Want to have an insane time in space? Then this cosmic terror VR game, set aboard a stranded starship where the player must solve the ship’s mystery while slipping further into madness, is for you! You are the lone inhabitant awake aboard a stranded star ship and it’s up to you to restart the ship and save the thousands of passengers aboard. You will need to solve puzzles and complete objectives to unlock new sections of the ship while slipping deeper into Post Cryo Madness — an illness known to affect deep space travelers after long journeys in cryo sleep and causes hallucinations, delusions, and paranoia. Delving deeper into the ship will only bring you closer to madness and the true terrors that haunt you.
I played through the first level of this game and was impressed with how complete and immersive it was so soon into its development. The puzzles also caused me to scratch my head for a bit, not from their difficulty, but for me to figure out where the clues were. It required me to carefully pay attention to the environment, something I really appreciated in a virtual reality game. You can learn more about it at Pytheas.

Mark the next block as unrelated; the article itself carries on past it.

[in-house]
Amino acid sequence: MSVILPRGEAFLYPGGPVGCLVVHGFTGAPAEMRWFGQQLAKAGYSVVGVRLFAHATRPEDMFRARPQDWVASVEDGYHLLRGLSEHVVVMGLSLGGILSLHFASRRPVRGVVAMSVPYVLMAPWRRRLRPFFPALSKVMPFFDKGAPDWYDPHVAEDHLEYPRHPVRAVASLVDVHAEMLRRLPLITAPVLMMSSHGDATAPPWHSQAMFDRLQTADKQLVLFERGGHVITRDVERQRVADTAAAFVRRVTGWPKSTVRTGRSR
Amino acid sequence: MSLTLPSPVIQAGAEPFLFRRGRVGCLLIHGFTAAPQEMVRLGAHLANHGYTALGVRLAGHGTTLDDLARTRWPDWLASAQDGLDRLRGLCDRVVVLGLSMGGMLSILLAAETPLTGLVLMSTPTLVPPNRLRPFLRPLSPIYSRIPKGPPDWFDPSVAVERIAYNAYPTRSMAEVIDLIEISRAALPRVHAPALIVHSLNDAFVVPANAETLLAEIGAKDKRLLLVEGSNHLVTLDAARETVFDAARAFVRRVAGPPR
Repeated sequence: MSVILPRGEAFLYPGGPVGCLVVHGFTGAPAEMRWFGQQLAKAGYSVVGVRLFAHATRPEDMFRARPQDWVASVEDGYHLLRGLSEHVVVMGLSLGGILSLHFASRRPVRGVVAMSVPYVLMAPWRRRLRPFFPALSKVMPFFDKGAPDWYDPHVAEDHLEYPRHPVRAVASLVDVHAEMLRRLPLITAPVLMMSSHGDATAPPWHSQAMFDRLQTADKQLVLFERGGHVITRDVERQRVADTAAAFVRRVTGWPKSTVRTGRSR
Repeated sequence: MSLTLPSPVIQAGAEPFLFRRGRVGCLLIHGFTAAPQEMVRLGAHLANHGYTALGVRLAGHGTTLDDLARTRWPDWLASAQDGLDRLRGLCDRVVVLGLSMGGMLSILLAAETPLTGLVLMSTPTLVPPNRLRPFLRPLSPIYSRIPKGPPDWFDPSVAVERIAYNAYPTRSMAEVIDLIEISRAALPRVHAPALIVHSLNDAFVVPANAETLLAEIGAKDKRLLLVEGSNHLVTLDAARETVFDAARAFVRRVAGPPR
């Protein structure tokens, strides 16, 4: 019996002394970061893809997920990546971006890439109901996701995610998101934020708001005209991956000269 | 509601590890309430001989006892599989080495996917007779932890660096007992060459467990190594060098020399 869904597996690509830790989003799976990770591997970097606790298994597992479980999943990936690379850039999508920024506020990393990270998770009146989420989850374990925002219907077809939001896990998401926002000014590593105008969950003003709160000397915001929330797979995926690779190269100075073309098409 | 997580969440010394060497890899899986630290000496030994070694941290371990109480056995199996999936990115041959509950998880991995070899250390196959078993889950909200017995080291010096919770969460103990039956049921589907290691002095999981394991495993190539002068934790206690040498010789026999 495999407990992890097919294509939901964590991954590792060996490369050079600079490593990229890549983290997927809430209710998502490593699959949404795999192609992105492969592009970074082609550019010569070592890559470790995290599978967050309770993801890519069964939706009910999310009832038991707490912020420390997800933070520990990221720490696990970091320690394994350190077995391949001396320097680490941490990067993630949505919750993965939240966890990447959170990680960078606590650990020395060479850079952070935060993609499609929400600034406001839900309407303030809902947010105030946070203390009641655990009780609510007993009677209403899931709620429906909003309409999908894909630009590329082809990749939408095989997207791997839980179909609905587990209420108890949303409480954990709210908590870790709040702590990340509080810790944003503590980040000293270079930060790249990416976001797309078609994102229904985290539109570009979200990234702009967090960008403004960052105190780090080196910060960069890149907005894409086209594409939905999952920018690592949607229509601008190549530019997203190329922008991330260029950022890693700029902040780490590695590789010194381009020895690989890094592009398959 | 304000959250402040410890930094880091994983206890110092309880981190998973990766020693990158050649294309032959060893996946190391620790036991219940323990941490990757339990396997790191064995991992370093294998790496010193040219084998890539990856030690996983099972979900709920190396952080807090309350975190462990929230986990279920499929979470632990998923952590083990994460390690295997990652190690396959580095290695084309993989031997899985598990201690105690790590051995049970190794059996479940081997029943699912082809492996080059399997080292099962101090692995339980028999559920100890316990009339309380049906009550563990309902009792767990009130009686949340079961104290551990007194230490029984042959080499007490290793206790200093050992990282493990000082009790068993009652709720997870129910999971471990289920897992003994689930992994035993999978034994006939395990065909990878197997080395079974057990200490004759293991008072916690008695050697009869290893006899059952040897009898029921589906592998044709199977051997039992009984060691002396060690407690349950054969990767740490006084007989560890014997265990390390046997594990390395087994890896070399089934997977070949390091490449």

Teddie & I
You’ll never sleep peacefully with your Teddy Bear again after playing Teddy & I, a virtual reality puzzle platformer set in grotesque, twisted land of monsters and abominations called The Nightmare World. You play Erin, a kind and imaginative 8-year-old boy, while also controlling Teddie, his friendly, comedic teddy bear and best friend. Erin awakes from his bed to the horrifying realization that a monster has escaped from his nightmares and snatches away Teddie. In a struggle to save his friend, he falls into the fearsome Nightmare World. Now he must find his way back to reality and battle his greatest fears along the way or perish, forgotten in an unknown world. Yet, it will not be as easy as it seems. Because, in a child’s mind, some monsters are real.